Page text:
Ten Tick Tips

by Bruce Watts
Hungry tick looking for a meal

With the summer finally here, everyone knows to apply sunscreen, drink plenty of water and to stay within the view of the lifeguards. But the Global Lyme Alliance (GLM) is spreading the word about one of the season’s biggest—but rarely mentioned dangers—the tick. GLM has compiled a list of Top 10 Tick Prevention Tips to help everyone outdoors avoid becoming a victim of these disease carrying menaces.

Ticks are most active in the spring and summer months when they’re typically in their “nymph” stage. Because of their small size at this stage in their lives, these ticks can go feeding—unnoticed—for days, allowing greater time for infectious bacteria to travel from the tick to its human host.

Lyme disease is the fastest growing infectious disease and the most common tick-borne disease in the country, according to the Center for Disease Control, but there are numerous other diseases that ticks can pass along, as well. There is currently no full-proof diagnostic tool for Lyme disease, causing thousands of people to often go misdiagnosed and without appropriate treatment. Many sufferers of tick-borne illnesses are not even aware that they are victims of these diseases because they don’t have the facts. GLM believes it is essential to raise awareness about tick prevention.

Top 10 Tick Prevention Tips (from the GLM):

  1. Purchase tick-repellent clothing, especially clothing treated with permethrin, an insecticide that repels and kills ticks. You may spray your own clothing with permethrin or seek out brands such as Insect Shield, ExOfficio’s BugsAway or ElimiTick which remain effective for up to 70 washes. Any article of personal clothing can actually be sent directly to Insect Shield in Greensboro, NC, where they will treat it with permethrin in their patented bonding process.  The treated clothes will look exactly the same as the clothes that were sent in, but will have the ability to repel and kill ticks, as well as repel other insects, for up to 70 washings.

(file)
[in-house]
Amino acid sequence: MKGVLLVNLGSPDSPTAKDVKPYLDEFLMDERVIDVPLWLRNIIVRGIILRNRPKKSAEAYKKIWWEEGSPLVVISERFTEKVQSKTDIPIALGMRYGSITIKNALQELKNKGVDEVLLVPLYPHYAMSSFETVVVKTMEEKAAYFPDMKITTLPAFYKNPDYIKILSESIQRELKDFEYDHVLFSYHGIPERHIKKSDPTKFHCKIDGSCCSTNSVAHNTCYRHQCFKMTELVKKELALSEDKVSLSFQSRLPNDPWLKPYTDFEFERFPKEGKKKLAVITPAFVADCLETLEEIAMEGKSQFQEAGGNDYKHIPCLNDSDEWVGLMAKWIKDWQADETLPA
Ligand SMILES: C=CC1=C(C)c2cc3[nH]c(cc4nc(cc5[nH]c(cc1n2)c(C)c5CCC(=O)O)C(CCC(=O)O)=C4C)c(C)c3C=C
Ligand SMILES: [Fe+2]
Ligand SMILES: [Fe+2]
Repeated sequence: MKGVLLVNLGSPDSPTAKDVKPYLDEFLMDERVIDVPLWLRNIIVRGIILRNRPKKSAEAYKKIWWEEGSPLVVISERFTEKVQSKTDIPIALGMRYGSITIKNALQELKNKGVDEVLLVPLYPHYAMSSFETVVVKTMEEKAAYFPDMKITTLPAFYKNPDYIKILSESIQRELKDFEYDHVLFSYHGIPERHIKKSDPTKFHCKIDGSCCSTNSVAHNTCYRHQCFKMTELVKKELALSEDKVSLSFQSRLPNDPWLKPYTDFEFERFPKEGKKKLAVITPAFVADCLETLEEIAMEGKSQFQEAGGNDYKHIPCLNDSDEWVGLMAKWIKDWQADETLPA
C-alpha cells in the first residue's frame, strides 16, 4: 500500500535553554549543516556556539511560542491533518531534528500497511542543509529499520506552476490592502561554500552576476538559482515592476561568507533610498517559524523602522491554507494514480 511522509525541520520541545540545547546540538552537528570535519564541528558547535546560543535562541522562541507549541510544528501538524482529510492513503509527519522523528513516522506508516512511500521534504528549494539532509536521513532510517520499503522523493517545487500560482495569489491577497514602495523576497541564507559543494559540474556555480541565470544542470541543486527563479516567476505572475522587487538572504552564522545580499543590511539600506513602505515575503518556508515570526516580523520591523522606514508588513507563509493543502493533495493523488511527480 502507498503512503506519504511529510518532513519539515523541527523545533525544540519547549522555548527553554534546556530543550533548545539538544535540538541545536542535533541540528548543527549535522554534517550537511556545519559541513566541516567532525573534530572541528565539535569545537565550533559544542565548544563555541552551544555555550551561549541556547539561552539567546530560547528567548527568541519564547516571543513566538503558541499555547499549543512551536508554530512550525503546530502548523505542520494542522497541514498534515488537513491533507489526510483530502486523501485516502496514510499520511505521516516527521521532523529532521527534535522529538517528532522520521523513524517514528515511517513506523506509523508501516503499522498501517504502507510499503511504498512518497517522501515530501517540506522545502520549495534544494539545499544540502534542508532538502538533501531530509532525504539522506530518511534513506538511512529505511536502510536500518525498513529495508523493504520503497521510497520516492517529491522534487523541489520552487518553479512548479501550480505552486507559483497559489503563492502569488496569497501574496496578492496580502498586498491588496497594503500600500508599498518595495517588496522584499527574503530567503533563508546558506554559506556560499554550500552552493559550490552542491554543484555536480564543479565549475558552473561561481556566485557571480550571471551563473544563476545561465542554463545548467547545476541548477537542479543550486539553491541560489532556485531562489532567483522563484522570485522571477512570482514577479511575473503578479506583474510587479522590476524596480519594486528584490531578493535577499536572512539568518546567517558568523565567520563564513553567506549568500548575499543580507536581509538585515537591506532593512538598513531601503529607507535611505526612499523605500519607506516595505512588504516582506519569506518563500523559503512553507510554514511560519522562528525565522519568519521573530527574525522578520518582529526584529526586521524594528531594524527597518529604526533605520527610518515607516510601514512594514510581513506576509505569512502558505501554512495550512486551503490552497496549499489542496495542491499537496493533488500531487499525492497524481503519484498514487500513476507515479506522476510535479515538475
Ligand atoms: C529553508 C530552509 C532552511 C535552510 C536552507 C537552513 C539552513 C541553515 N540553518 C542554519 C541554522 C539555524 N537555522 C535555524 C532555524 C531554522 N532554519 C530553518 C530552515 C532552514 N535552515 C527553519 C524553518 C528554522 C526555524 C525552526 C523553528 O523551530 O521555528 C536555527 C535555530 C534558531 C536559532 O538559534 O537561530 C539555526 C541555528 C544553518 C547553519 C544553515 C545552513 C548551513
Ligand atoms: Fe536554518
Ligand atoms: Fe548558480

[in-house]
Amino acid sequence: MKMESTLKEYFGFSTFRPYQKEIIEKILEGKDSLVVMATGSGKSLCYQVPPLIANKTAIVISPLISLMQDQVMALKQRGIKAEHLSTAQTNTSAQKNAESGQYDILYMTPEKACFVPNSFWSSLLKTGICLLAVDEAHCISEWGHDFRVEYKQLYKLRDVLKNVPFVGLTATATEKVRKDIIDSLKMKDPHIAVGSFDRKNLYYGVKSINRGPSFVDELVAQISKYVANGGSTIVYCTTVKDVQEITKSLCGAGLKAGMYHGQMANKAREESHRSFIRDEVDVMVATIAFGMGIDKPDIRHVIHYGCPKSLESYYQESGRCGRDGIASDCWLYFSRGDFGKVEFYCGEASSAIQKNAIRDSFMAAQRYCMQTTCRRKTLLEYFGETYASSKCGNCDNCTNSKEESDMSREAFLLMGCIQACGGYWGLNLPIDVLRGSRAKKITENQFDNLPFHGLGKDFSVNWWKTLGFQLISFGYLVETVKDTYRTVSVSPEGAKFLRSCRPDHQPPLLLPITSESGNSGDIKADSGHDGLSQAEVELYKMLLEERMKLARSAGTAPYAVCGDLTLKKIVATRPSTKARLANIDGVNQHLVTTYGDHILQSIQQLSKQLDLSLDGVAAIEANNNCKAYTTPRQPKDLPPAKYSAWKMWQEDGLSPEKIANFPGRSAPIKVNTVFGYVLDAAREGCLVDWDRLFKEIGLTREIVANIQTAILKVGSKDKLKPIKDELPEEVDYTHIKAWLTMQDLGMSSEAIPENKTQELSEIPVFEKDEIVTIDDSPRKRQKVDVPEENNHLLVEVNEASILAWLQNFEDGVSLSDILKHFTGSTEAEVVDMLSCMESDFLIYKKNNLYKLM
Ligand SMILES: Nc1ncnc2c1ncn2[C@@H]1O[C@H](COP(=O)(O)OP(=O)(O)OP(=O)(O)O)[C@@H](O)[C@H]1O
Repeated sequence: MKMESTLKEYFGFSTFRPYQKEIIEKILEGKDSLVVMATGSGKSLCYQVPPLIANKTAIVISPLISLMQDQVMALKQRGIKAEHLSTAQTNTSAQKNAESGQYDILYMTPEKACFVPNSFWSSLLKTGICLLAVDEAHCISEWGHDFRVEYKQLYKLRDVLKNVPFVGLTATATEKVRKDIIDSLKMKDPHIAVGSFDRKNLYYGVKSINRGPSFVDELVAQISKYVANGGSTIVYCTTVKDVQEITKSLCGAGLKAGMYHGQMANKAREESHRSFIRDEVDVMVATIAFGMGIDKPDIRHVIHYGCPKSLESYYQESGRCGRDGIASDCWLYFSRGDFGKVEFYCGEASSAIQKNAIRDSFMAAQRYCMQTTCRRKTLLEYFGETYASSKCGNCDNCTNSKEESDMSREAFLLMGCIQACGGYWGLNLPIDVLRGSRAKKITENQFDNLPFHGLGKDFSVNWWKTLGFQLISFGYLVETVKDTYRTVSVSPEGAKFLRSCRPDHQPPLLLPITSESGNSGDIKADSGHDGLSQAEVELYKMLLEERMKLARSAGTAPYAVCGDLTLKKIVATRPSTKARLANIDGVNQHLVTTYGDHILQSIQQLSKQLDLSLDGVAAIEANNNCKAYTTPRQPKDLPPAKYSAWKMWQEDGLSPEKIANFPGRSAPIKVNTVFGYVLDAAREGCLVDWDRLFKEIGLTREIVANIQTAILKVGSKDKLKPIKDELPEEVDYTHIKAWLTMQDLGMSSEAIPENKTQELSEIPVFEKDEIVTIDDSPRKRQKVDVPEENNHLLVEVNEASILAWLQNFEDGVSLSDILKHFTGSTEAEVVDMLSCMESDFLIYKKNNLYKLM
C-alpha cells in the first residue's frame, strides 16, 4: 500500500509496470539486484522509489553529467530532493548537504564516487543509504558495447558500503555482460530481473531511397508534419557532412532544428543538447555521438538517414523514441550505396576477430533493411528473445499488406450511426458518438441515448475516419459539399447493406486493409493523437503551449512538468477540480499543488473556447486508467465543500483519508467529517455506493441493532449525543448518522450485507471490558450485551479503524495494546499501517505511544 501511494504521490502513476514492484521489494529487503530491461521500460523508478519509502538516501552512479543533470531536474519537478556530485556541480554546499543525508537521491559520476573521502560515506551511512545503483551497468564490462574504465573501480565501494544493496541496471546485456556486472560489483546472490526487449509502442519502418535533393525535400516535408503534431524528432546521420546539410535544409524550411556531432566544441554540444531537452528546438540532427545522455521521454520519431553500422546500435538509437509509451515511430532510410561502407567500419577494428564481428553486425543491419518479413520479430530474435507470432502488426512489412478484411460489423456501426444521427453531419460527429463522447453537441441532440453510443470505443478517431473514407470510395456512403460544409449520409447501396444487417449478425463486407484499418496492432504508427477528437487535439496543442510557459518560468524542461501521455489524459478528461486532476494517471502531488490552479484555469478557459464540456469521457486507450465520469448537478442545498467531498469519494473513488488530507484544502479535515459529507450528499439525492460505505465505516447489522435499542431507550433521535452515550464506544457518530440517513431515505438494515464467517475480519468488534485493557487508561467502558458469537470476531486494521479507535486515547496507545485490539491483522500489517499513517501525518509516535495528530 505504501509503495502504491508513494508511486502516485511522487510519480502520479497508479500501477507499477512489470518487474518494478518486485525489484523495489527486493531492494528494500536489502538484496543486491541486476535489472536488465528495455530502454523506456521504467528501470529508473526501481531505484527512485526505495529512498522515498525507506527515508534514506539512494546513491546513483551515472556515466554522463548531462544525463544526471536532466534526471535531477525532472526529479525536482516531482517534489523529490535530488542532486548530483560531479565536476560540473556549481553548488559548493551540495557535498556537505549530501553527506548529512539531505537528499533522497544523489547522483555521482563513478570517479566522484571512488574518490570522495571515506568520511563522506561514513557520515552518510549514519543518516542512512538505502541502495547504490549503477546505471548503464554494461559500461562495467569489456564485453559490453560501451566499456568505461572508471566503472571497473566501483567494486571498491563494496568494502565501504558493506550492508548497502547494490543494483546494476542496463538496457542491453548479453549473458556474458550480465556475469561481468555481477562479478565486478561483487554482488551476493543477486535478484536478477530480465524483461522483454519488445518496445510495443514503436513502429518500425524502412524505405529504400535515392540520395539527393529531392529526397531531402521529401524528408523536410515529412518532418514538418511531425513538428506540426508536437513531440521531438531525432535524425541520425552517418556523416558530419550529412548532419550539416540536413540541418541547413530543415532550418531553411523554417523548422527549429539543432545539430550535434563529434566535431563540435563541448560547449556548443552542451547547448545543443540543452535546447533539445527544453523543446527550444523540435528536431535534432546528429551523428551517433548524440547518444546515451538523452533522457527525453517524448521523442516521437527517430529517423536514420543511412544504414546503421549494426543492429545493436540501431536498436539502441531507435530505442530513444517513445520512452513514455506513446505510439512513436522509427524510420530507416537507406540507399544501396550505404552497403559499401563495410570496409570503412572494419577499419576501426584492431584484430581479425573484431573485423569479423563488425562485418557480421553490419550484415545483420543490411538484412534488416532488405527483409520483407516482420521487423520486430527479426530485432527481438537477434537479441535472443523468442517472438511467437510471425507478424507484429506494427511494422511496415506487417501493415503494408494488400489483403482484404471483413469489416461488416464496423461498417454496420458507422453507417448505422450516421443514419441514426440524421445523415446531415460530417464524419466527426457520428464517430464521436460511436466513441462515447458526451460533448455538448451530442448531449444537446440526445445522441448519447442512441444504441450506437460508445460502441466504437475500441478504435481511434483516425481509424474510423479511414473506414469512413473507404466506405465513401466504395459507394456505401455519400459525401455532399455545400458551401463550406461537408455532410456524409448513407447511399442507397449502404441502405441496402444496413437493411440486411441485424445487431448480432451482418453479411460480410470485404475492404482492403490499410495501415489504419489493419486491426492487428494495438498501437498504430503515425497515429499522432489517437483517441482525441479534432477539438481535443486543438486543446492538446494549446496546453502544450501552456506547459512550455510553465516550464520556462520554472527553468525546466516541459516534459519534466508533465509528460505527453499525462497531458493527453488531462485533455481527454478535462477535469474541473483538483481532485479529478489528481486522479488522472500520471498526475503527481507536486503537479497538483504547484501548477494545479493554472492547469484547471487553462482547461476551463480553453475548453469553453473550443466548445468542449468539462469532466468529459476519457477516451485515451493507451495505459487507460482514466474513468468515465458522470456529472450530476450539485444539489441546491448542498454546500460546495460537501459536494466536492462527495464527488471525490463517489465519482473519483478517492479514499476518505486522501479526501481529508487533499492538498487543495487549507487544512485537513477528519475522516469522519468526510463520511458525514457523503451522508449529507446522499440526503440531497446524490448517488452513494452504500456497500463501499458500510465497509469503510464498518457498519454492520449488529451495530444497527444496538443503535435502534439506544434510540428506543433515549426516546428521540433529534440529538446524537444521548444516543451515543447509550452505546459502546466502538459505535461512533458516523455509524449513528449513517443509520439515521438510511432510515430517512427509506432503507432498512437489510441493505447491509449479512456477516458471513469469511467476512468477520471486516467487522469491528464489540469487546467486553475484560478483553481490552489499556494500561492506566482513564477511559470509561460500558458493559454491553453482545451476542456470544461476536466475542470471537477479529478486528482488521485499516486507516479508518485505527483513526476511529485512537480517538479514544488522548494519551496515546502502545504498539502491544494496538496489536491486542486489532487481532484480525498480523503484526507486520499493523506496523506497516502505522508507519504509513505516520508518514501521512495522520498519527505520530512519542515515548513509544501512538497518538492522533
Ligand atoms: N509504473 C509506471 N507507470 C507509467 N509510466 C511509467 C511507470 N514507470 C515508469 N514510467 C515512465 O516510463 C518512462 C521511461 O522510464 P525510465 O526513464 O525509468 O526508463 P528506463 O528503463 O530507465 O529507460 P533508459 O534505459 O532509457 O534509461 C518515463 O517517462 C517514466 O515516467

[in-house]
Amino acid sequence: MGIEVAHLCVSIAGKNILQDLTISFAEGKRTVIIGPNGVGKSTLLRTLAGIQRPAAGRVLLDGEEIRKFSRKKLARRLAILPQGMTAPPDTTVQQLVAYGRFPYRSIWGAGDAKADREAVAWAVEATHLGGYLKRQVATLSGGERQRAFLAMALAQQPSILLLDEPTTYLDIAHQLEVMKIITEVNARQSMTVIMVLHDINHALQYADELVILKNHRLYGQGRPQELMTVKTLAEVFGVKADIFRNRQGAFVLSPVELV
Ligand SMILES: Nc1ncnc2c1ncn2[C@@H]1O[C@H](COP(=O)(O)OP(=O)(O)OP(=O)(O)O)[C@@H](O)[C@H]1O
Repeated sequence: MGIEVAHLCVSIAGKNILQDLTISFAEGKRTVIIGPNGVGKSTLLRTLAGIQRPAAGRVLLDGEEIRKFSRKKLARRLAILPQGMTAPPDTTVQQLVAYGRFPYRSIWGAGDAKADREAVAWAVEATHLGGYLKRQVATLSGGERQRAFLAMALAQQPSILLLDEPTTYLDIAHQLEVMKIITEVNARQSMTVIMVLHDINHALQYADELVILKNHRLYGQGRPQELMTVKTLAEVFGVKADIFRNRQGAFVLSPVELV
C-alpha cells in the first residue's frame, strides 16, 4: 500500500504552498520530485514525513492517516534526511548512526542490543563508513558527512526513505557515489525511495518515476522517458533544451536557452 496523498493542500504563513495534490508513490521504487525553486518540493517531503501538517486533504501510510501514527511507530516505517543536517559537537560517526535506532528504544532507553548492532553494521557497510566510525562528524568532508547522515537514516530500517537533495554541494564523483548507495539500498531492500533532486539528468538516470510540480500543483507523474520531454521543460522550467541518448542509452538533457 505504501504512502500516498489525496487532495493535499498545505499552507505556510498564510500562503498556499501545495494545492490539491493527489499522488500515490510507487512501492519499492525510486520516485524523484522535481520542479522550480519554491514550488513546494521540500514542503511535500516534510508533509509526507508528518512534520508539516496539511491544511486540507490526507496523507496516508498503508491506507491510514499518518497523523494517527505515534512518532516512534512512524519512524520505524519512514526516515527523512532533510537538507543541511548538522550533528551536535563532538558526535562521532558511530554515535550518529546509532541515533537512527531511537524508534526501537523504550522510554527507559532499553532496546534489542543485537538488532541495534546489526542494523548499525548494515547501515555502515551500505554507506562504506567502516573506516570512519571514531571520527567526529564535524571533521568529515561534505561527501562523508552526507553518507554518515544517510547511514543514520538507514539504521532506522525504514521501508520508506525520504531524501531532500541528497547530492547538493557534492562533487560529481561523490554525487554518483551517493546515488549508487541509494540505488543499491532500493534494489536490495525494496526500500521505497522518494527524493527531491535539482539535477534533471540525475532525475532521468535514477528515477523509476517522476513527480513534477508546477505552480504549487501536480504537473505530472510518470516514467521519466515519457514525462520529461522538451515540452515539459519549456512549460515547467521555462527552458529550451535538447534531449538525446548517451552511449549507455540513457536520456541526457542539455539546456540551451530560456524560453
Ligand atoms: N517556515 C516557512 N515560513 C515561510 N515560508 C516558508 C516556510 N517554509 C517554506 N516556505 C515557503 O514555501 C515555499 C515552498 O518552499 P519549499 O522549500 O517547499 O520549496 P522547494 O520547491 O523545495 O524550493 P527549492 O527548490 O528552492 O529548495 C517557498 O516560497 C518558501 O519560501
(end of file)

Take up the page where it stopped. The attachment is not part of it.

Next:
2. Reduce the amount of skin exposed by sporting long pants, long-sleeved shirts and a hat
  3. EPA-approved insect repellent should be applied to exposed skin
  4. Venture in the center of woodland trails, and by all means avoid walking along any deer paths
  5. Every time you’ve been outside, check for ticks while you are out and as soon as you get back
  6. Never wait to shower. Bathing as soon as possible will help in removing unattached ticks from your body. Bath time is the perfect time to carefully inspect for any unwanted hitchhikers.
  7. Take your clothes off and put them in the dryer at high heat for about 30 minutes to kill any ticks. If clothes cannot be put into the dryer immediately, they should be placed in a Ziploc bag until a dryer is available.
  8. Inspect your pets when they come inside from the outdoors, as they may be transporting ticks that can then transfer to you
  9. Opt for light-colored clothing to make it easier to spot ticks
  10. Neatly tuck your shirt into your pants and your pants legs into your socks when possible to provide an extra line of defense against ticks

These useful tips are courtesy of the Global Lyme Alliance  (GLM) - They are dedicated to raising awareness, promoting advocacy and supporting initiatives to find a cure for tick-borne diseases, including Lyme. As part of its efforts, TBDA is embarking on a quest to develop a reliable diagnostic tool as a first step toward eradicating the diseases. Working with others in the tick-borne disease community nationwide, GLA seeks to raise public awareness through education and create a unified voice for advocacy regarding the current epidemic in order to make a real difference. More information about GLA, Lyme and tick-borne diseases, and prevention and protection can be found at globallymealliance.org

Comments powered by CComment

 

Campologist Talk

A blog for campers by campers. Bruce is the primary contributor, with regular posts from Tracy and friends.

ARTICLES INDEX